Science & Technology in Action

12th Edition

Short Range Radio Device Communications

Commission for Communications Regulations

Today SRDs or ‘short range (radio) devices’ are in common use. These devices use low power RF (radio frequency) in specified RF bands. They are not likely to cause harmful interference to other networks or to essential public services and so no licence is required for their use.
Download Lesson Kit

Contains the full lesson along with a supporting toolkit, including teachers’ notes.

Lesson excerpt

Radio transmission
Radios and TVs pick up and process radio waves, i.e., electromagnetic waves typically ranging in frequency from 30 Hz to 30 GHz. Such broadcasts require high power transmitters. Most of the RTE radio transmitters operate at 200,000 watts (i.e. 200 kW) while the power of some local radio transmitters may be as low as 10 watts.

In Ireland (as in most countries) a person must obtain a licence for radio transmission. The type of licence depends on the application (mobile phone, amateur radio, air traffi c services etc.). The licence specifi es the maximum power and the frequency ranges or ‘bands’.

However, no licence is required for certain transmissions that we take for granted today. For instance, a mobile phone must be able to transmit radio signals as well as receive them. Mobile phones operate in specific radio frequency bands and their power is less than 0.4 W.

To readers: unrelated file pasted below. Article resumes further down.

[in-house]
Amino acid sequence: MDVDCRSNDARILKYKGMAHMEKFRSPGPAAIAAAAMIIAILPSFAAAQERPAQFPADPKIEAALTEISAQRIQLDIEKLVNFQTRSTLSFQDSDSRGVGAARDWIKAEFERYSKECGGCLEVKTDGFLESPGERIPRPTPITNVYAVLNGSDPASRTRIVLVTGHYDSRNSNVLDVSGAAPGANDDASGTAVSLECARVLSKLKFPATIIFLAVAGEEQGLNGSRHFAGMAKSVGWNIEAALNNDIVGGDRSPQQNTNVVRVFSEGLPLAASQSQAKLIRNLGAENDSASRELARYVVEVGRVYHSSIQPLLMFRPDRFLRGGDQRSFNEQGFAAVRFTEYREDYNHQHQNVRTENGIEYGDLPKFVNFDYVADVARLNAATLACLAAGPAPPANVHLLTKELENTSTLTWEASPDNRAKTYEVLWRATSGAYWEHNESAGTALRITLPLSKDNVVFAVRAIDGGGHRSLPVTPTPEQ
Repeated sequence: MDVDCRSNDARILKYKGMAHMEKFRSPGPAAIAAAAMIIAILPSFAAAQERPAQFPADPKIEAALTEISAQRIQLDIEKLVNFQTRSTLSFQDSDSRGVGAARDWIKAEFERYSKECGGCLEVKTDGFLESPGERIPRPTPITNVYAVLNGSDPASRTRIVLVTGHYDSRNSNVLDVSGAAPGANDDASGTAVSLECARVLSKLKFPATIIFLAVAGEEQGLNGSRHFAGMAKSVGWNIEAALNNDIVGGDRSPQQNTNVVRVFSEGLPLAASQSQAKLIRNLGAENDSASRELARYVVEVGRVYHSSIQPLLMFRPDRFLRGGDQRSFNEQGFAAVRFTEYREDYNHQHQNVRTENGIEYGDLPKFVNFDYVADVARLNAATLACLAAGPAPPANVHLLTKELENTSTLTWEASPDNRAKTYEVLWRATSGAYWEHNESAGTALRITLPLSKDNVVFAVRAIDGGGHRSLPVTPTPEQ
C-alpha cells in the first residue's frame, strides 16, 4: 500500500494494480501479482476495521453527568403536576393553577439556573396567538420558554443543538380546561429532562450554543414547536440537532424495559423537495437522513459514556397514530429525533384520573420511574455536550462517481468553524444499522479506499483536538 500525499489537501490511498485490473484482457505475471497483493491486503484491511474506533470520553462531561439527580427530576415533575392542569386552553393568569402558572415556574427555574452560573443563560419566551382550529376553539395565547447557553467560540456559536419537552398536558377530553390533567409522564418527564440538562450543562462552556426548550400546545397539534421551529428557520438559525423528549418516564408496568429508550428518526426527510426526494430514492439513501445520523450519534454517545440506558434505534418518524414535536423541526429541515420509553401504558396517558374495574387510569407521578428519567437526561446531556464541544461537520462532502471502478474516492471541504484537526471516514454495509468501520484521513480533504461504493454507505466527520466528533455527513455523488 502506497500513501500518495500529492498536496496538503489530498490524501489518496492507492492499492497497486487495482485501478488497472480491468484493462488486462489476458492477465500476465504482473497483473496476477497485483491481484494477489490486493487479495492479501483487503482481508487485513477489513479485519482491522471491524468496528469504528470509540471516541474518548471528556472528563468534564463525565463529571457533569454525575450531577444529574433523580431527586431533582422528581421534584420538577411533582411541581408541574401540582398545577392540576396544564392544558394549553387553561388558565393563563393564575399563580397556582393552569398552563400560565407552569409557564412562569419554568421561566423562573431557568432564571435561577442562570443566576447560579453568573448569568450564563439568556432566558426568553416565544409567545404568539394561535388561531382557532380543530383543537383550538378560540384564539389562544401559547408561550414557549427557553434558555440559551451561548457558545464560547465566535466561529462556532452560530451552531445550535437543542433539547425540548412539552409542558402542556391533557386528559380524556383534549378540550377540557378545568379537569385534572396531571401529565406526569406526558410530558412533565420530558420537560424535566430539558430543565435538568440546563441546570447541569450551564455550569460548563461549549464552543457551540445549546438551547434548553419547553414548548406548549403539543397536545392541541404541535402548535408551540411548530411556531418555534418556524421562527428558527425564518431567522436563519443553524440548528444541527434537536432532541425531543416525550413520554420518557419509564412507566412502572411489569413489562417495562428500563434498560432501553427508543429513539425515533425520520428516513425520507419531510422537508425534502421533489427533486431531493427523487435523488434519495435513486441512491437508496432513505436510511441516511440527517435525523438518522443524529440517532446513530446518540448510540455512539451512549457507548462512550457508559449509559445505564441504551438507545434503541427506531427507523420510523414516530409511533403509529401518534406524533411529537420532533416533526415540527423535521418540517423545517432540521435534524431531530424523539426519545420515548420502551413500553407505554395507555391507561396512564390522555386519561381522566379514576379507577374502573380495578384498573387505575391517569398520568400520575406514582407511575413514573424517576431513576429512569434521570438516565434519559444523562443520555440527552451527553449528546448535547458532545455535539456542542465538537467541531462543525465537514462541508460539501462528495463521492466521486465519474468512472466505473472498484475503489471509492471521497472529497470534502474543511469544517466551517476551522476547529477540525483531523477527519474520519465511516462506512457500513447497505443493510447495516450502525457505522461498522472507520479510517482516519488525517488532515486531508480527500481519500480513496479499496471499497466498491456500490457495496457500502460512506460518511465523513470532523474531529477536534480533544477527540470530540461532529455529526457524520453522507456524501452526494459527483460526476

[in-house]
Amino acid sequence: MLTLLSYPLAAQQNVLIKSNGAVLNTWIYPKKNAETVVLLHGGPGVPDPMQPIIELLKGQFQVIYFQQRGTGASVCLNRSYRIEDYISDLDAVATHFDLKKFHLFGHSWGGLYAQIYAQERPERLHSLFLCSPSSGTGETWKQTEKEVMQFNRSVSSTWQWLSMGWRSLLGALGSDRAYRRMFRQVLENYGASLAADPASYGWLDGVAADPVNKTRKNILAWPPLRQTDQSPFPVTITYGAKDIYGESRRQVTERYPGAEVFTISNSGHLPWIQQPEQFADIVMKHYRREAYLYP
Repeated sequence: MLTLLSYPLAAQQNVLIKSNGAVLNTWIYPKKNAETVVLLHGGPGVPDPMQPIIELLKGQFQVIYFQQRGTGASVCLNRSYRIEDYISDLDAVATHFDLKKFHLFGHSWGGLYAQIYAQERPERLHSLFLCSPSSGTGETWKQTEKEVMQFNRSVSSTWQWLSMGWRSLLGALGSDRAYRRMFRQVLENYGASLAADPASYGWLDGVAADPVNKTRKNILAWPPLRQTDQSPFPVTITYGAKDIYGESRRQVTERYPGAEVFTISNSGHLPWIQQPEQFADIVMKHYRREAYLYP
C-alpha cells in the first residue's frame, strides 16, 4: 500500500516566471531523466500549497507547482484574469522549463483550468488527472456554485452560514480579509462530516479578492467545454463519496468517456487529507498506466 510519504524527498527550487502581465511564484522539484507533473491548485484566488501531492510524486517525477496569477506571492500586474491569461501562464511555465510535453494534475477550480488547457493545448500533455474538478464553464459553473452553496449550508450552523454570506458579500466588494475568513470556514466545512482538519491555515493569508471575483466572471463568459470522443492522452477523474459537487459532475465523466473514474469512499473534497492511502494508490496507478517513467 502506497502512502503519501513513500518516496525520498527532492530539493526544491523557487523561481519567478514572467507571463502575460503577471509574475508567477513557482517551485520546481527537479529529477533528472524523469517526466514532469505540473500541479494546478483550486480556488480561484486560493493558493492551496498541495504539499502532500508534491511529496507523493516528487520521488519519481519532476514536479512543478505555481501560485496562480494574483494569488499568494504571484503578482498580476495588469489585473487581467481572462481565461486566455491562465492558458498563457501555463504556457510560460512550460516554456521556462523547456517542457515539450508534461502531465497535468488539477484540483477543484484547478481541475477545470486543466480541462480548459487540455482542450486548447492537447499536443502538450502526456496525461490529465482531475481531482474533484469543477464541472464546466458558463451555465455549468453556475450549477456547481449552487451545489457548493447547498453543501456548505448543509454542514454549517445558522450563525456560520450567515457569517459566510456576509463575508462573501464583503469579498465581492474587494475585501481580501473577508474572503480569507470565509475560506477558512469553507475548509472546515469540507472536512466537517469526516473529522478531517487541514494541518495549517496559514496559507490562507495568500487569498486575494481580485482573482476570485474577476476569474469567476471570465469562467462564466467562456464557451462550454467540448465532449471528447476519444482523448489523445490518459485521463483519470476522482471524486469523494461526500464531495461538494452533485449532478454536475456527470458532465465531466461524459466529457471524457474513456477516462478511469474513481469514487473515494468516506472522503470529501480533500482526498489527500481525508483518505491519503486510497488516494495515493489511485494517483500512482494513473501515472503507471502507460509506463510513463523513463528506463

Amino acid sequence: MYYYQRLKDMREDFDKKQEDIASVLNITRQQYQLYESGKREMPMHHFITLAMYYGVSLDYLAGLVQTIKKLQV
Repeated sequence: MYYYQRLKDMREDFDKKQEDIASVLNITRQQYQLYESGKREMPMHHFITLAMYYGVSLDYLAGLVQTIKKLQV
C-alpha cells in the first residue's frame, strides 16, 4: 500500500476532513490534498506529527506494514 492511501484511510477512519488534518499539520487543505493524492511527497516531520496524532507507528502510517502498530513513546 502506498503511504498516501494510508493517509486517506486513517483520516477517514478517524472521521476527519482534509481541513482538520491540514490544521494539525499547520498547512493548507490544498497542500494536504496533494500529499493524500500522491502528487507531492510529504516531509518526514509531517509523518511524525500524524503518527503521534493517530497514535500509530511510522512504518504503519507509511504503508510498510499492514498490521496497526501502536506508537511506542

A smart phone may also have WiFi capability, that is, it uses a specified communications protocol and transmits radio signals at low power (generally less than 0.1 W). WiFi therefore has a short range ― typically less than 100 metres.

What are electromagnetic waves?
We take light for granted. At the flick of a switch we can turn on an electric lamp. The shape of shadows lead us to think that something is coming from the lamp and it seems to travel in straight lines. We can reflect light with a mirror and refract it with a lens. In 1678 Christiaan Huygens explained the properties of light in terms of waves of some sort. In 1690 Isaac Newton tried to explain the properties of light in terms of little particles or ‘corpuscles’ as he called them. However, around 1804 Thomas Young demonstrated diffraction and interference of light — properties that are characteristic of waves. The wave theory of light was then universally accepted. But nobody knew what was actually waving.

In 1831 Michael Faraday discovered electromagnetic induction, i.e the generation of electricity using a magnet and a conductor. Faraday thought that light might have electrical or magnetic properties and after years of trial and error he was eventually successful. He published his findings the following year (1845). This was a remarkable discovery. Indeed, many people today would not expect light to be affected by a magnet.

True or False?

  1. TV signals are in fact radio waves. true
  2. The frequency of radio waves ranges from 30 Hz to 30 MHz false
  3. A licence is required to broadcast radio signals. true
  4. SRDs signals are confined to specified radio bands. true
  5. The power of SRDs is about 10 watts. false
  6. WiFi is a particular SRD application. true
  7. Credit card transactions can be carried out using Near-field communication (NFC). true